By Andrew Carpenter and Ulrika Grufman
(For more information on this feature, see here.)
And this Friday’s in the weeds theoretical/conceptual articles on nuclear weapons and related issues include…
Sigal, L. V., 2011. Political Prospects for a Nuclear-Weapons-Free Zone in Northeast Asia. Pacific Focus. XXXVI: 1, April 2011. pp22-36.
“A Northeast Asian nuclear-weapons-free zone (NWFZ) or a Japan–South Korea NWFZ could help entice the DPRK to carry out its commitment in the September 2005 Six-Party Joint Statement to “abandoning all nuclear weapons and existing nuclear programs”. (p.22).
In this article, Leon Sigal, makes the argument that a Northeast Asian or a Japan-South Korea nuclear-weapons-free zone (NWFZ) would be beneficial for security in the region. In his opinion, there are two possible scenarios for the nuclear future of North Korea: containment or gradual rapprochement with its neighbours and the US. A regional NWFZ would be favourable could support either scenario. Political, economic and military containment is the strategy which the US and its allies have used against North Korea since the end of the Cold War. If this strategy, which has proven not to be very successful since North Korea has developed a nuclear capability, continues then a NWFZ between Japan and South Korea would strengthen containment. However, it could also lead the way to rapprochement since it would move in the direction of satisfying “Pyongyang’s longstanding demand for nuclear reassurances”. Sigal concludes that the NWFZ would be more viable if China and Russia join the pact, but that they probably will not do so without a commitment from the US. Although Sigal appears to doubt that this will happen soon, he believes that we are moving in the right direction and that beginning discussions between South Korea and Japan would be an advantageous starting point.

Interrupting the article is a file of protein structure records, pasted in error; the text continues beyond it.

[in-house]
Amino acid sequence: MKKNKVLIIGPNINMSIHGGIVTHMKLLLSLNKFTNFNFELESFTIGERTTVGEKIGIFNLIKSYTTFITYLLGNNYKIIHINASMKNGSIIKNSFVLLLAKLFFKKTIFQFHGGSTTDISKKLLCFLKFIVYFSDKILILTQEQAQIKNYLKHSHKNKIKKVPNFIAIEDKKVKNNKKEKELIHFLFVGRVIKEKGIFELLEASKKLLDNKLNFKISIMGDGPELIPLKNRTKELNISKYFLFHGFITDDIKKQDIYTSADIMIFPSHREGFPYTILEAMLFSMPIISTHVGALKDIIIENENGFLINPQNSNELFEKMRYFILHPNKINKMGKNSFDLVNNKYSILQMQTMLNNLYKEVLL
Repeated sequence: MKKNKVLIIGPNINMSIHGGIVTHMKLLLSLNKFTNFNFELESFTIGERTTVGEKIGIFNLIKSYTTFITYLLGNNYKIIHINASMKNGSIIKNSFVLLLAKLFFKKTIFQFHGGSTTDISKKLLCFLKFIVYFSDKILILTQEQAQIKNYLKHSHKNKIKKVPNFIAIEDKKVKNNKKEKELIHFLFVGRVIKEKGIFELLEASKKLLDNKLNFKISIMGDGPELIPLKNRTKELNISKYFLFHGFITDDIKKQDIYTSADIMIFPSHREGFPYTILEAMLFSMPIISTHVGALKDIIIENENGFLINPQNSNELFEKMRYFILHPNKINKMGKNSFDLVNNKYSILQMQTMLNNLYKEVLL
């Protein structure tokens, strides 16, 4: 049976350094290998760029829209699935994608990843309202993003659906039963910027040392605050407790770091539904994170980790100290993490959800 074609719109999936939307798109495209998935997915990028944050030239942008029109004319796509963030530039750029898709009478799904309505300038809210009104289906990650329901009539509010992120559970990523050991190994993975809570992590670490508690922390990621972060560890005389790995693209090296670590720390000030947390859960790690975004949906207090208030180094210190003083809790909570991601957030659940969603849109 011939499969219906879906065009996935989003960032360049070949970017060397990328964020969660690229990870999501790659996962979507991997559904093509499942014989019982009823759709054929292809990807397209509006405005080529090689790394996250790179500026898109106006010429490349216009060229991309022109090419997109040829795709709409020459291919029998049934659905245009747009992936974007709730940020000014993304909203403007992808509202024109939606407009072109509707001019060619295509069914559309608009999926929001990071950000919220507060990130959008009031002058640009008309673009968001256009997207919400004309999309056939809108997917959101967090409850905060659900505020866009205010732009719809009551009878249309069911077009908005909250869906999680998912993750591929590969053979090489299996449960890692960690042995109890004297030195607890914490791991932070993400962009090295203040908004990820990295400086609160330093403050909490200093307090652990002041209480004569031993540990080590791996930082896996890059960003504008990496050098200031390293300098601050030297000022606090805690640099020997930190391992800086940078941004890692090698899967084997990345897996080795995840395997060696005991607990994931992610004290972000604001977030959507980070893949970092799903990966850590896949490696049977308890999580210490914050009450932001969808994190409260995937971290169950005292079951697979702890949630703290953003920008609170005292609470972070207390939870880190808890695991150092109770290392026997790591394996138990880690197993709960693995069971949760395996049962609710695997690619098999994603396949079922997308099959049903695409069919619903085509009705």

Fravel, T.M. & Medeiros, E.S., 2010. China’s Search for Assured Retaliation: the Evolution of Chinese Force Structure. International Security. XXXV:2 Fall 2010. Pp 48-87.
“China’s leaders have never equated the size of their arsenal with China’s national power. Instead, to be seen as powerful and to deter attacks against it, China needs only a small number of nuclear weapons.”
In the article “China’s Search for Assured Retaliation the Evolution of Chinese Force Structure” M. Taylor Fravel and Evan S. Medeiros attempt to determine why China has not built a larger nuclear force. They determine that China’s leaders have simple views of the role of nuclear weapons (2010, 85). China’s leaders lacked the experience needed to fully utilize nuclear weapons in their national strategy. Fravel and Medeiros found that while China has put more attention into developing their nuclear program, they still hold to their early leader’s belief in an assured second strike capability and the importance of conventional land forces. Instead of increasing the size of China’s nuclear arsenal, Chinese leaders have focused on making their nuclear deterrent more difficult to destroy by emphasizing mobile launchers.
Zhang, B., 2011. U.S. missile defence and China’s nuclear posture: changing dynamics of an offence-defence arms race. International Affairs. LXXXVII: 3 May 2011. Pp. 555-569.
“The rise of U.S. missile defence has altered the rationale for the force development of the Chinese nuclear deterrent. (2010, pg. 561)”
In the article “U.S. missile defence and China’s nuclear posture: changing dynamics of an offence–defence arms race” Baohui Zhang explores the consequences of increasing the capability of the United States’ missile defence capabilities on China’s nuclear force. Zhang finds that China’s current force structure is designed for a limited second strike capability, allowing it to have a smaller, more mobile nuclear force. If the United States increases its ability to find and neutralize China’s nuclear missiles, then China will need to expand its nuclear force in order to be able to overcome the United States’ new defensive capability. Zhang believes that increased dialogue between the United States and China may help to reduce China’s concerns and prevent an arms race with China.